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Pets can have a positive effect on your mental and physical health during your recovery. They have been used in therapy and treatment centers for substance use disorders. Animals can be calming, promote positive social behaviors, improve heart health, and lower blood pressure. The benefits of animal companionship are numerous and have been recorded in studies that reveal stress reduction, increased social interactions, and overall improvement in a person’s quality of life.

History of Pet Therapy

The history of pet therapy goes back dozens of years. In the 1950s, Boris Levinson used dogs in children’s therapy sessions and noted the positive effects of his patients’ relationship with the dog. He advocated for the general use of animals in the field. Levinson is the psychologist who coined the term “pet therapy” in 1964 but using animals to calm the anxiety of patients is a centuries-old practice. Florence Nightingale used a form of pet therapy since 1869, and before her, the first recorded use of animals in therapeutic settings was in 1792.

Benefits of Pet Companionship

Having the companionship of a pet can make you feel less lonely during your recovery. It breaks your social isolation because pets are living organisms that provide low-maintenance relationships. Even when you are at your lowest lows, a pet will be there to comfort you. They won’t dump their problems on you or make a situation about them. 

Pets have endless empathy and emotional energy because they crave your love and attention. Relationships with pets often supply support, love, and loyalty. They can build your self-esteem and teach you self-love. Animals have been used in hospitals and nursing homes to reduce patients’ anxiety. Dogs, in particular, are sensitive to human emotions and great for improving a person’s mental health.

Learning Social Skills

Bonding with a pet can teach you social skills. When you have a pet, you must learn how to communicate with them effectively. You’ll have to learn how to set and respect boundaries. These types of communication skills are transferable to human interactions and can make you more comfortable in other social situations. Pets can also make it more comfortable for you to be vulnerable as they provide nonjudgemental friendship.

Having a pet gives you more opportunities to socialize with others. You might find yourself belonging to a community of people who attend the same dog park or share the same love for reptiles as you do. Owning a pet makes you belong to the community of pet owners. 

You can use your pet as a conversation starter at large social gatherings or with a neighbor you politely smile to on your way to the vet. Using your pet as a topic of conversation takes the pressure off you because you can have social interaction without dissecting your personal life and worrying about being judged for it.

Responsibility

Owning a pet comes with various amounts of responsibility. Your pet is dependent on you. You will be responsible for feeding, housing, providing comfort, and making medical decisions for your pet. A pet holds you accountable for your own needs because you must be physically and mentally well to be able to take care of them.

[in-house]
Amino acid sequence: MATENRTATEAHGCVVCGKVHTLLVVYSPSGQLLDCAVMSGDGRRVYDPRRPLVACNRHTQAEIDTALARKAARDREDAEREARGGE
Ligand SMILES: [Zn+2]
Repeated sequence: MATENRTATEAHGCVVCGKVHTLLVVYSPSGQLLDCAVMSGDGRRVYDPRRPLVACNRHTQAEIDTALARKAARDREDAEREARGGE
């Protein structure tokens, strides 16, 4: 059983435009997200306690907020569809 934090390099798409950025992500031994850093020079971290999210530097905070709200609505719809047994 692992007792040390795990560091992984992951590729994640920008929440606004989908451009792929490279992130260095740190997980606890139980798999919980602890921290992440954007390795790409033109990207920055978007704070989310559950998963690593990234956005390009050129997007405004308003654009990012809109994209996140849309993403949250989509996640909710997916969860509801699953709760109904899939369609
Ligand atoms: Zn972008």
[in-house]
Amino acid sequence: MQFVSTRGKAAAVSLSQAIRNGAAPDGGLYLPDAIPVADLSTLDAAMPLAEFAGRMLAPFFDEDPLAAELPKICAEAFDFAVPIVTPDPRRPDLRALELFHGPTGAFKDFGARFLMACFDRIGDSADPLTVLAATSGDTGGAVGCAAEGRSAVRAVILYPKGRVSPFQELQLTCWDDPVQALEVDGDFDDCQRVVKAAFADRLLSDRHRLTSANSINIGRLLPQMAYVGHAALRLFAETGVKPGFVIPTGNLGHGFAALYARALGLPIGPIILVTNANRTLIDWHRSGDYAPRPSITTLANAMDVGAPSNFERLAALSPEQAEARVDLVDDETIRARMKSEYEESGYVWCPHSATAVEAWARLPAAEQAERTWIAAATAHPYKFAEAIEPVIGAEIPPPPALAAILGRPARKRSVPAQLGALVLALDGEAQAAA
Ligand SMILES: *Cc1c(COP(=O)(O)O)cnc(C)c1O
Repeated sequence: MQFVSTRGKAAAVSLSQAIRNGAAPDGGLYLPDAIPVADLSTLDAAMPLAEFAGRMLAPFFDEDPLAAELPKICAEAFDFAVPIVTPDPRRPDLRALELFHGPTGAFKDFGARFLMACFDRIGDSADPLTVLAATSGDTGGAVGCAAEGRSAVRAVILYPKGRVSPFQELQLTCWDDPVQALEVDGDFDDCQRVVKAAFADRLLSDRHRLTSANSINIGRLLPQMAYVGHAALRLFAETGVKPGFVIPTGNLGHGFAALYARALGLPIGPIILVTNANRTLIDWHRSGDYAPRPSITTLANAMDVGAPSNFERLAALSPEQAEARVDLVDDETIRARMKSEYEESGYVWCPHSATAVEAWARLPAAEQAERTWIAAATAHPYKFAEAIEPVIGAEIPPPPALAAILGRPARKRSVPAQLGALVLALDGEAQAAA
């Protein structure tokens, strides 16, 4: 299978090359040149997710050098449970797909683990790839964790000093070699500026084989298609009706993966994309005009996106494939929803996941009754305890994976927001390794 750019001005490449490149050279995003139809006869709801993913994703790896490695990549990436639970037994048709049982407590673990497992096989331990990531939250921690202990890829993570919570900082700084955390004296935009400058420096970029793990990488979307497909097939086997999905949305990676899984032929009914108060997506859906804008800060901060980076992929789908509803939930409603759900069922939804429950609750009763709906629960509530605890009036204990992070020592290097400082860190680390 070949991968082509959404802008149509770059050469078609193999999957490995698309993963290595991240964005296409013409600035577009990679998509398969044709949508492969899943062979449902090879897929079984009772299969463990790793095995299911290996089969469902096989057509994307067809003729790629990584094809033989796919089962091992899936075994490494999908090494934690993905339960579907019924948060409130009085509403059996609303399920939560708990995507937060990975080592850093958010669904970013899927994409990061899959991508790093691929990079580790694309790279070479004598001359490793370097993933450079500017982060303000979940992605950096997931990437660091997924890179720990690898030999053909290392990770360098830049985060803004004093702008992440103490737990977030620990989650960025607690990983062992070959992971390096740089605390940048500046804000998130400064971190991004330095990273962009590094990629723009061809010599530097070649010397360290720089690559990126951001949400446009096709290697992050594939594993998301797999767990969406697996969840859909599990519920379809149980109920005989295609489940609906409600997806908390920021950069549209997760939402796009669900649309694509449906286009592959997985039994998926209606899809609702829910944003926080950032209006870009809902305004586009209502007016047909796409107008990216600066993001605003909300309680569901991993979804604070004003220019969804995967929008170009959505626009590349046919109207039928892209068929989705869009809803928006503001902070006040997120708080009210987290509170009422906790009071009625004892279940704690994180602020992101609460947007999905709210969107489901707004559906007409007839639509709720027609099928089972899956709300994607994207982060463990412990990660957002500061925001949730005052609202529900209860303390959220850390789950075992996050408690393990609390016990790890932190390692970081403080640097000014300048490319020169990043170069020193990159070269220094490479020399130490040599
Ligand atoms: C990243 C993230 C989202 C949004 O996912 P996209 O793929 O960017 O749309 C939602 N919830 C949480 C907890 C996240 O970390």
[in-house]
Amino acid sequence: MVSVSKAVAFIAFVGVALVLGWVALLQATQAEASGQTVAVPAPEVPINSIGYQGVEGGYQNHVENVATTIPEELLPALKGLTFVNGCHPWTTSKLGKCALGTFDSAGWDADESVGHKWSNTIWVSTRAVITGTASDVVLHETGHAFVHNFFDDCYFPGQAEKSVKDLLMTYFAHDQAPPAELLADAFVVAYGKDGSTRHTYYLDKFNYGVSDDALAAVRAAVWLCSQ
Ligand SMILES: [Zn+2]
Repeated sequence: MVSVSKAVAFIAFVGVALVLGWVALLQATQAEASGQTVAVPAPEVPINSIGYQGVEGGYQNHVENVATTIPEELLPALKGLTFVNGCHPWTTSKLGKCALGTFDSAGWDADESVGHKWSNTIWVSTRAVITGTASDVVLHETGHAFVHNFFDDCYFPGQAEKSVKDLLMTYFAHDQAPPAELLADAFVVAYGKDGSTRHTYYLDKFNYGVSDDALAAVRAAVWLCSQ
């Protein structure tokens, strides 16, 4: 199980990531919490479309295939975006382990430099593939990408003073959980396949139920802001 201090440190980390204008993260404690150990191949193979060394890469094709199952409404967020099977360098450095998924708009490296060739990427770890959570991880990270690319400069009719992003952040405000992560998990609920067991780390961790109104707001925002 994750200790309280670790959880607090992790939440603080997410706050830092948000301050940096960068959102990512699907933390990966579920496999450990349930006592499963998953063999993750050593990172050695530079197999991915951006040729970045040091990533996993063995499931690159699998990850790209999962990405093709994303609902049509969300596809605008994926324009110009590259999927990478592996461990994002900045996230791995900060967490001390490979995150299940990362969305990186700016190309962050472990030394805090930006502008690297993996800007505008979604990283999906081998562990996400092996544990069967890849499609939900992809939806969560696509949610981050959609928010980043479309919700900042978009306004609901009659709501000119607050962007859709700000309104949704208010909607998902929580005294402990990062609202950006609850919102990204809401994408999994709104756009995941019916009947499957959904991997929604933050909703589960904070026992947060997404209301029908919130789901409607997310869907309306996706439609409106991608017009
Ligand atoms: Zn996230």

Most pets will remind you to get out of bed to feed them. So even when you feel too depressed to move, the responsibility of caring for your pet will motivate you to move through your day. In doing so, you may start feeling more in control of your depressive symptoms. Having this type of responsibility can also make you feel needed and give your life a sense of purpose.

Fear and Security

Animals can make you feel a sense of security. When you are alone, you tend to be more vulnerable. It is often easier to hold a sense of security when you are surrounded by other people. Pets can provide this type of security simply by breaking your social isolation. If a crisis occurs, you won’t be all alone in dealing with it. Your pet will be by your side, even if only to provide comfort. This sense of security can help mitigate your anxiety symptoms.

Types of Pet Therapy

Dogs are the most common types of therapy pets. However, horses, fish, birds, reptiles, and guinea pigs have been used in pet therapy, also known as animal-assisted therapy. All animals used for this therapy must pass a behavioral evaluation test to ensure that they won’t be spoofed by strangers and are safe to be around. Animal-assisted therapy has been studied to have positive effects on war vets and post-traumatic stress disorder (PTSD), autism spectrum disorder (ASD), and attention-deficit/hyperactivity disorder (ADHD).

Equine Therapy

Horses can also be used in pet therapy. They can help people build confidence, understand responsibility, and soothe anxiety. Equine therapy involves the use of horses to address mental health symptoms. A session of equine therapy usually involves grooming, feeding, and leading a horse in the presence of a mental health professional. The goal of this type of therapy is to develop emotional regulation and self-confidence.

Pets can provide emotional support, teach social skills, and provide you with a sense of security and unconditional friendship. West Coast Recovery Centers believes that traditional treatment options should be met with modalities that will improve upon different aspects of your mental health. We offer equine therapy for those looking for companionship and the opportunity to build social skills. Our mental health professionals will work with you to create a treatment plan that caters to your mental health needs and inspire you to meet your recovery goals. If you or someone you know is struggling with substance use, call (760) 492-6509 to learn how West Coast Recovery Centers can inspire long-term recovery.